You need to understand that your employer is a separate legal entity to the fund, and the fund is regulated by a different set of laws to the employer. Photo: Pixabay

If your employer provides a retirement fund, you need to understand that your employer is a separate legal entity to the fund, and the fund is regulated by a different set of laws to the employer.

A retirement fund is managed by its board of trustees and, in most cases, an administrator. The fund's rules and Pension Funds Act (PFA) determine the scope in which the administrators, board and trustees may act in administering funds.

Whereas the relationship between an employer and an employee is regulated by the Labour Relations Act, the Basic Conditions of Employment Act and the Employment Equity Act, the relationship between the fund and the employee is regulated by the PFA and the rules of the fund.

The only legal obligation that may arise on behalf of an employer which has contractually elected to provide an employee with retirement benefits is to make payment of the required contributions on behalf of the employee to the fund, and after the employer has paid the necessary monthly contribution to the fund on behalf of the employee it has few remaining obligations to the employee.

The savings accumulated in a fund are dependent on the contributions made to the fund, which can be made by the employer, the employee or both. Upon termination of the employee's employment with the employer, the fund (and not the employer) has the legal obligation to pay out benefits that accrue to the fund member.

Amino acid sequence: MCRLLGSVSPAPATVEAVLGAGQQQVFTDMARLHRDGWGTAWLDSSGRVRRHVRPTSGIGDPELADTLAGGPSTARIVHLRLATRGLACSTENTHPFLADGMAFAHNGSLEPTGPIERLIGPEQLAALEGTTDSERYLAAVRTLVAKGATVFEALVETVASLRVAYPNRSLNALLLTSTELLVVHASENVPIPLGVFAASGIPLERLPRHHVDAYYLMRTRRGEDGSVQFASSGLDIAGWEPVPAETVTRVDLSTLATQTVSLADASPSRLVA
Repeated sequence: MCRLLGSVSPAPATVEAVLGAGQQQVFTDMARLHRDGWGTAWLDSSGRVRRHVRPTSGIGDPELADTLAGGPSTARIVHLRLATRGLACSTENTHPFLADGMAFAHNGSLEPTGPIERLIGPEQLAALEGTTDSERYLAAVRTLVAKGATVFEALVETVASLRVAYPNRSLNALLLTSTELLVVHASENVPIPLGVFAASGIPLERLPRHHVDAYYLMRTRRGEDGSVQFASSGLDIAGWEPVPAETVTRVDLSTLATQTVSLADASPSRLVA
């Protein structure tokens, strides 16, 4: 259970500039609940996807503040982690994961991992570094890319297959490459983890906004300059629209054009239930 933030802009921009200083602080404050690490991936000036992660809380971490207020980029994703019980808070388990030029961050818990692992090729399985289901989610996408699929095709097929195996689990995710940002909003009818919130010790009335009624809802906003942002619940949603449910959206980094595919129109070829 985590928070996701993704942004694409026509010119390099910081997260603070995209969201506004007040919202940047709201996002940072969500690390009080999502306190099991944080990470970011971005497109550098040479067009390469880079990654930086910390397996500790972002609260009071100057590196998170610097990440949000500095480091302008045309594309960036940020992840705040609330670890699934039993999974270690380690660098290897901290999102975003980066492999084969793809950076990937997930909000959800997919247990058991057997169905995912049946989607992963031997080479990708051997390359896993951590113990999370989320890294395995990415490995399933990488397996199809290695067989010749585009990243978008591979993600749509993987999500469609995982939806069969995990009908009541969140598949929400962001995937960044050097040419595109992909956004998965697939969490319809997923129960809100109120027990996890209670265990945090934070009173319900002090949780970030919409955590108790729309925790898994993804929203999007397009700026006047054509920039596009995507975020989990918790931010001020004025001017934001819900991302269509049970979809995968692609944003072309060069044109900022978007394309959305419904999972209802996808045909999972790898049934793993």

On termination of employment, the employer does not receive any payment from the pension fund and has no obligation to pass on or make payment to the former employee.

There is no legal obligation on an employer to administer the fund (although it must have representatives on the board of trustees). The board of trustees and the administrator are obliged to run, operate and administer the fund generally. Therefore, if an employee is not paid out his or her benefits, an employee has a right of recourse against the fund and not the employer. Ordinarily then, after the monthly contribution has been paid over to the fund, the employer steps out of the picture and has nothing more to do with the member's pension benefit.

However, employers need to be aware that section 37D of the PFA allows a registered fund to deduct and pay any pension benefit that would usually be payable to a member or their beneficiaries, to the member's employer as compensation for damages caused to the employer by virtue of the employee’s dishonest conduct while employed.

The case of Highveld Steel & Vanadium Corporation Limited v Oosthuizen (2009) confirmed that the objective of section 37D(1)(b) is to protect an employer's right to recover money that has been stolen or misappropriated by its employees.

Furthermore, the Highveld case confirmed that, where an employer wants to seek the relief allowed by section 37D of the PFA, it is entitled to require the fund to withhold payment of the member’s benefit, until a court order is obtained confirming that the damages are payable to the employer, so that the fund can satisfy the court order out of the pension benefit.

Bradley Workman-Davies is a director at Werksmans Attorneys.